MP proposes funding changes for £10m Lee Valley Park

PUBLISHED: 15:29 23 February 2017 | UPDATED: 15:56 23 February 2017

Lee Valley VeloPark is part of the Lee Valley Regional Park

Lee Valley VeloPark is part of the Lee Valley Regional Park


The funding of a 26-mile long park that passes through Stratford could change if a parliamentary bill is approved.

Lee Valley Regional Park is currently funded by all 32 London boroughs and runs from East India Dock to Hertfordshire, through seven local authority areas.

Now James Berry, the MP for Kingston and Surbiton, has proposed a motion that any local authority that is not part of the park should not pay for its upkeep.

Speaking in parliament yesterday, he said: “Let me be clear that I have no quarrel with Lee valley regional park; it is an excellent facility, enjoyed by many Londoners.

“My simple contention is that, at a time when councils are having to reduce their parks budgets, it is no longer justifiable for hefty sums to be levied on London boroughs to maintain a park that is miles away and seldom used by their residents.”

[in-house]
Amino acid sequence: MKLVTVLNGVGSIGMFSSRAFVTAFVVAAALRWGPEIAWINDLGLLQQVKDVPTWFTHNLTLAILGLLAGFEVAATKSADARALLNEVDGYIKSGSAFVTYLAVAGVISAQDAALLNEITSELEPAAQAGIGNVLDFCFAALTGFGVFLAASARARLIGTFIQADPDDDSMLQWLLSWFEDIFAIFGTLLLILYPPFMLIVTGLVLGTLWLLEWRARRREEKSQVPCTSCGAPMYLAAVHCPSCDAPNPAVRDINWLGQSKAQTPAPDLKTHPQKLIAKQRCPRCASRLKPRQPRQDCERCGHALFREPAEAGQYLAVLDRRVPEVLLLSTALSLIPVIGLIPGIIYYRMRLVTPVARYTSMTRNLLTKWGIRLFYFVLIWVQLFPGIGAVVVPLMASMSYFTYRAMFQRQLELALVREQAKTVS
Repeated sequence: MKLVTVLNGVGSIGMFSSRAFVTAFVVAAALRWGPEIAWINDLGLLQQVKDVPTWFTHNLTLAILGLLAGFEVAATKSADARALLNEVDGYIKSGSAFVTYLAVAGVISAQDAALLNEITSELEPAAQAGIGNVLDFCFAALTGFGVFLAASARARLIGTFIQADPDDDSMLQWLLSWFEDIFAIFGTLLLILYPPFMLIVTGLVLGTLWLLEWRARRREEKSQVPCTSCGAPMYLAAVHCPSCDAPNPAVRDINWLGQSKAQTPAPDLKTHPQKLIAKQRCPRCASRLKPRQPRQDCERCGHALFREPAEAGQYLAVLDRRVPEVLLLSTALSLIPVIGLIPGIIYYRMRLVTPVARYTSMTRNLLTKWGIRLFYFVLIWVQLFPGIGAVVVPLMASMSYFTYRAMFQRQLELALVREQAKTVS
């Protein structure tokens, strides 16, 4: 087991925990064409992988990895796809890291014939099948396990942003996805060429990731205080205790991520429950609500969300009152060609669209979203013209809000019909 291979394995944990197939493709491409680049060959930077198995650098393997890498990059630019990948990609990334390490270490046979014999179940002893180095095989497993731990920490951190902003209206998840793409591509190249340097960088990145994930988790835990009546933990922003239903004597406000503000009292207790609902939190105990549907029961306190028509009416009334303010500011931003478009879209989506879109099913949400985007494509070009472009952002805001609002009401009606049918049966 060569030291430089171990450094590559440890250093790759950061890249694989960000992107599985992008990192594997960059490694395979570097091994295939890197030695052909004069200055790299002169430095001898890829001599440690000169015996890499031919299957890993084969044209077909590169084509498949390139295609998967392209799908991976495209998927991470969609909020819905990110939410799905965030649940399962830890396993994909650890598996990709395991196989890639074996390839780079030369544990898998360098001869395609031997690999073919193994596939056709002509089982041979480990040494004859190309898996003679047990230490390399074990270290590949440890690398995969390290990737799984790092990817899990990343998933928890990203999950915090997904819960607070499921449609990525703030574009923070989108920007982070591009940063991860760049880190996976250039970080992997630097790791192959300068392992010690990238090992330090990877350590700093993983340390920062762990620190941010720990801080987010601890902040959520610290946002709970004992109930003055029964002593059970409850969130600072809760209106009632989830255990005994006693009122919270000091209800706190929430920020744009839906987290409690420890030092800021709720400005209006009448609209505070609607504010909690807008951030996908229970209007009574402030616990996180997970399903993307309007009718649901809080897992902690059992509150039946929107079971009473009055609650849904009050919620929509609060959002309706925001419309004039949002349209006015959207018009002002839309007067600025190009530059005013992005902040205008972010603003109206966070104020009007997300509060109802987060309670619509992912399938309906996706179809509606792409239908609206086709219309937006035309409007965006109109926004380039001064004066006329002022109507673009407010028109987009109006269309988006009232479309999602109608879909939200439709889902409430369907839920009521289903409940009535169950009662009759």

He added: “The opportunity to introduce this ten-minute rule bill is timely, because local authorities received their demand from the Lee Valley Regional Park Authority just before the recent recess, on February 10. The 2017-18 levy is £10,186,900.

“It is my contention that the Lee Valley Regional Park Authority should have its statutory power to levy charges on local authorities outside the area in which it sits removed.”

The Lee Valley Regional Park Authority was created by an act of parliament in 1966 to maintain the 10,000 acre area.

The park incorporates some of the sporting venues in Queen Elizabeth Olympic Park, including the Lee Valley Velopark.

A spokesman for Lee Valley Regional Park Authority said: “Lee Valley Regional Park Authority understands the financial pressures local authorities are under.

“In response to this, we have cut the levy paid through council tax, which partly funds our work, for the seventh consecutive year. It is down 40 per cent - some £4.7m – in real terms over this period.

He said that the park had a “demonstrable policy” of increasing the amount of income from other sources and added: “The 10,000 acre park is a regional, not local, asset.”

Mr Berry’s bill is set to be read in parliament for a second time on Friday, March 24.

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